When England won the World Cup back in 1966, the team was entirely white. The first Black football player to pull on an England shirt was Viv Anderson twelve years later.
Fast forward to last Sunday, when England came within a penalty kick of winning an international competition for the first time since '66, and the team was as diverse as the nation that cheered it on.
More than half the players in the England squad have a parent or grandparent born outside the United Kingdom. Harry Kane, the captain, is a white working class Londoner of part-Irish descent. Raheem Sterling, the other main goal-getter, was five years old when he came to England with his mother from Jamaica.
The entire team took the knee at every game as a statement of intent to root out the racism that still lurks within England's national game. That racism has resurfaced this week, prompting bitter criticism from a prominent Black footballer directed at one of Britain's most powerful Indian-origin politicians.
Italy Celebrated, England Got Busy with Trolling, Racism & Abuse
At Sunday's final, the team equipped themselves well on the pitch. A win would have been nice - but a defeat on penalties against a team as impressive as Italy was no disgrace. Through the summer, the hugely-better-than-expected performance of the England team has brought the nation together after a miserable year-and-a-half of COVID and lockdowns.
But as so often happens in the past, some supporters soured the party.
Several hundred drunk and violent fans pushed and punched their way past crowd barriers and security guards on Sunday evening to get into the stadium without tickets. After the defeat, the three England penalty takers who failed to score, were trolled and mocked on social media.
All three players are black: Marcus Rashford's grandmother is from St Kitts in the Caribbean, Bukayo Saka's parents are Nigerian, and Jadon Sancho's family is from Trinidad and Tobago. Much of the online abuse they faced was racist.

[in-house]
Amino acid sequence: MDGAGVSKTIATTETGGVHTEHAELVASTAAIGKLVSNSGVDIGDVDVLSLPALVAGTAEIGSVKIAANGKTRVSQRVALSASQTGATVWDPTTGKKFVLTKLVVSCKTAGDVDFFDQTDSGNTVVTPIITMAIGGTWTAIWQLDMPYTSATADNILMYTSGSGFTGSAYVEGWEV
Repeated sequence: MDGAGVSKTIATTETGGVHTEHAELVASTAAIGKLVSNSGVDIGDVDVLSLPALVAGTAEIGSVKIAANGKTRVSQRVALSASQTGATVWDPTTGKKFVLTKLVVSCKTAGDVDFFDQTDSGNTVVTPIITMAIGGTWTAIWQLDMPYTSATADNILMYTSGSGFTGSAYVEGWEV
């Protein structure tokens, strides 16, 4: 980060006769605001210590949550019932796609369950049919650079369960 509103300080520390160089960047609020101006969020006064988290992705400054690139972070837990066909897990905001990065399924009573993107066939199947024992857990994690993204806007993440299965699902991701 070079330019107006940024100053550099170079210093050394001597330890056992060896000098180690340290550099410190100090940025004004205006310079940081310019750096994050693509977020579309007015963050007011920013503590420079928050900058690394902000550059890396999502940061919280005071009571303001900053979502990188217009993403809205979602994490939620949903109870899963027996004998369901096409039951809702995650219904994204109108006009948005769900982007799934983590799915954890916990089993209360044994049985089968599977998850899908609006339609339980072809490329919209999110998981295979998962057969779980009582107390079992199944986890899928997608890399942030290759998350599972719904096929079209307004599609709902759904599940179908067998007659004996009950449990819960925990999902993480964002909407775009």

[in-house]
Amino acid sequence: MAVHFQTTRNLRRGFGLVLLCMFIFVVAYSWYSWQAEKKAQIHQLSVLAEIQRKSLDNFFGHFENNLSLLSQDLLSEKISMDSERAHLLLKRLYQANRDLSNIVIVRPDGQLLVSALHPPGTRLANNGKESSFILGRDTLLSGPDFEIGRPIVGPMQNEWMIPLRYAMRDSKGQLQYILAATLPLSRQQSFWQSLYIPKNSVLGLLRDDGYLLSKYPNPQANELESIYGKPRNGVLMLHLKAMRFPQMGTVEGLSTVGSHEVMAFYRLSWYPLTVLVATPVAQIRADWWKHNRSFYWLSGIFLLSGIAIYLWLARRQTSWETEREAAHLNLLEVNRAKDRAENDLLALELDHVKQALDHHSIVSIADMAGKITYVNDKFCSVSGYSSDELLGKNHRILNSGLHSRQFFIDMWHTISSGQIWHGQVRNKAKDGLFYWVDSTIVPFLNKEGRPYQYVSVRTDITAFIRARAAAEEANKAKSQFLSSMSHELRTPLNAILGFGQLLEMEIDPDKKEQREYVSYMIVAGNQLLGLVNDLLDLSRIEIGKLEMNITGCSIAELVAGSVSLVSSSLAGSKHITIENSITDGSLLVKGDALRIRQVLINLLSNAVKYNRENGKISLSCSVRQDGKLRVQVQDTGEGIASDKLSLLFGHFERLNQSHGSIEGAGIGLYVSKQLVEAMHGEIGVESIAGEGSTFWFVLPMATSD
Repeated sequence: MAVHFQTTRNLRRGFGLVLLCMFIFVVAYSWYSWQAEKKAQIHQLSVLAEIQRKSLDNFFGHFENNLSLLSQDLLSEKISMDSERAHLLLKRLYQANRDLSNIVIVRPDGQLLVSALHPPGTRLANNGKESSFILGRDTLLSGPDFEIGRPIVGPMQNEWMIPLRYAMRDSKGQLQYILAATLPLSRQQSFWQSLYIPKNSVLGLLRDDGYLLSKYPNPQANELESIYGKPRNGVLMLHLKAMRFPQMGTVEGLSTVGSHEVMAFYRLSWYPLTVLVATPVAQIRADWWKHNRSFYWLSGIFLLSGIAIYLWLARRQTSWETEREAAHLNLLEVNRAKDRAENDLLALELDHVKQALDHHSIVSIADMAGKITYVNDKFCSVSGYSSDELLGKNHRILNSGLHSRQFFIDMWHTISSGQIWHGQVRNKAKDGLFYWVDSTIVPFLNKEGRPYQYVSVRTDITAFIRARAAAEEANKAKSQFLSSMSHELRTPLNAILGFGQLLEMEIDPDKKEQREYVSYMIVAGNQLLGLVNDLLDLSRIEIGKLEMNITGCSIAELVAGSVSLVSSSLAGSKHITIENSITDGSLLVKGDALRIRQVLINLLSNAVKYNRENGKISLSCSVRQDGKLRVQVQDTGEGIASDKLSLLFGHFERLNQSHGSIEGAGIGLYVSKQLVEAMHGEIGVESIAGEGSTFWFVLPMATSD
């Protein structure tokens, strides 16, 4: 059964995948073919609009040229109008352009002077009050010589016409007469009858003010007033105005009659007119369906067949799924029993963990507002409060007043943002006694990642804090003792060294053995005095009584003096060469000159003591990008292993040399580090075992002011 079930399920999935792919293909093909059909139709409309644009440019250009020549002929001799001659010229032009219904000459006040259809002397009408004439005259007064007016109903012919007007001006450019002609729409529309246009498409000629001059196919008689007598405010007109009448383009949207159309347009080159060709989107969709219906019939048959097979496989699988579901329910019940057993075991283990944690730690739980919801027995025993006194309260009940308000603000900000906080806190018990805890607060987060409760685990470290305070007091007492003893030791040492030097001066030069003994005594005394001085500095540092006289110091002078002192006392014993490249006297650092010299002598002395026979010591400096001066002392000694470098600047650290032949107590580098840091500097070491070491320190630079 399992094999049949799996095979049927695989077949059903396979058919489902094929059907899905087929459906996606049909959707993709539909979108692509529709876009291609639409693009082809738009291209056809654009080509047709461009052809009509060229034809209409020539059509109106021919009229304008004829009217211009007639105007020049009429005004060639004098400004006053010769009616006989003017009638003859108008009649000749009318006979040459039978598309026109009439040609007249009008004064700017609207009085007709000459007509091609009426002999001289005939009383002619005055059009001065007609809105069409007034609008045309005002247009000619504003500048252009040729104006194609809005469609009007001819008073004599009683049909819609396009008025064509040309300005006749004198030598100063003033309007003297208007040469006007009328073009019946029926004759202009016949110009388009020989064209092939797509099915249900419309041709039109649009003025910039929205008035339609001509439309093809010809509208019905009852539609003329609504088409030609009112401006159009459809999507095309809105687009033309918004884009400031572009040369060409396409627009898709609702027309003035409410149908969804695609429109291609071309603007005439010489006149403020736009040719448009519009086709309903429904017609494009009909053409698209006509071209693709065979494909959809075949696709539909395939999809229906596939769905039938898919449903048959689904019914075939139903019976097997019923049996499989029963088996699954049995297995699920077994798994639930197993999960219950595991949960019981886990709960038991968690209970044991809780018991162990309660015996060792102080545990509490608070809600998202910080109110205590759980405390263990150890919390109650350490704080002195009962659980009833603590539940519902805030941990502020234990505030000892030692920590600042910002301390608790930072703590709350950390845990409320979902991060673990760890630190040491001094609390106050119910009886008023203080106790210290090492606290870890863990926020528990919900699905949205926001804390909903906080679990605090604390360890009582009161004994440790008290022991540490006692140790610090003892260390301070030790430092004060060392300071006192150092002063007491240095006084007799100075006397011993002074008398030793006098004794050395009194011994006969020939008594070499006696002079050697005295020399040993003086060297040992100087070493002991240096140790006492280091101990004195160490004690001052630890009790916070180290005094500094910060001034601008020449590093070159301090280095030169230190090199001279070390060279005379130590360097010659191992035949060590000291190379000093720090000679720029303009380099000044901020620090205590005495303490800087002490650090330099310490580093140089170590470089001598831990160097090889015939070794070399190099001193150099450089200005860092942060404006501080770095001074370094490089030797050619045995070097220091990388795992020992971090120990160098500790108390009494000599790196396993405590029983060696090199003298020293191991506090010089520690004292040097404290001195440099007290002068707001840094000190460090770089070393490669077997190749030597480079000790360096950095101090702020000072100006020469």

A huge mural of Rashford in his home city of Manchester was defaced by abusive graffiti. "When Black players are playing brilliantly, they're English", one Black British writer lamented. "But when they slip up, they are Black."
This shameful racism has taken the shine off a glorious English summer of sporting success. The chorus of condemnation of the abuse included Prince William, Prime Minister Boris Johnson, the Football Association, and, of course, the England manager Gareth Southgate. The team manager has won wide praise not simply for his team's performance, but for his leadership qualities and for protecting his youngsters from the sometimes cruel glare of the spotlight.
Priti Patel's Response to Racism
Some England footballers, however, were unimpressed by the support they received from the top levels of government. Both PM Boris Johnson and his home minister, Priti Patel, failed initially to condemn those fans who booed when the team took the knee.
Patel had even indicated disapproval of the team's very visible demonstration against racism. So, when she expressed her 'disgust' at the online abuse of Black footballers, one of the England team took her to task.
'You don't get to stoke the fire at the beginning of the tournament by labelling our anti-racism message as "gesture politics"', tweeted defender Tyrone Mings, '& then pretend to be disgusted when the very thing we're campaigning against happens'.
The Political Fallout of the Racism Row
The political row then exploded.
In Parliament on Wednesday, the opposition leader, Keir Starmer, tore into the prime minister, insisting: "Mings is right, isn't he?" Johnson responded with a resounding defence of his home minister, saying that Patel "had faced racism all her life of a kind that he can never imagine".
Johnson presides over the most diverse government in Britain's history. Of his three most senior ministers, two - Patel and finance minister, Rishi Sunak - are of South Asian origin. So are two other prominent cabinet members, the newly-appointed health minister, Sajid Javid, and the attorney general, Suella Braverman.
That's done little to make communities of African or Caribbean heritage feel better represented at the top table.
Opinion polling suggests members of ethnic minorities are much less likely than white people to feel pride in their English identity.
There is a silver lining to this dismal tale of hate and intolerance.
When Marcus Rashford's mural was defaced, hundreds of local people came spontaneously with flags, banners and hand written messages of support to cover up the abusive graffiti. Young and old, black and white, United fans and City fans, joined together against racism. 'We stand with you', one scrawled note read. 'Love will always win.'
(Andrew Whitehead is former Editor of BBC World Service. This is an opinion piece and the views expressed above are the author’s own. The Quint neither endorses nor is responsible for them.)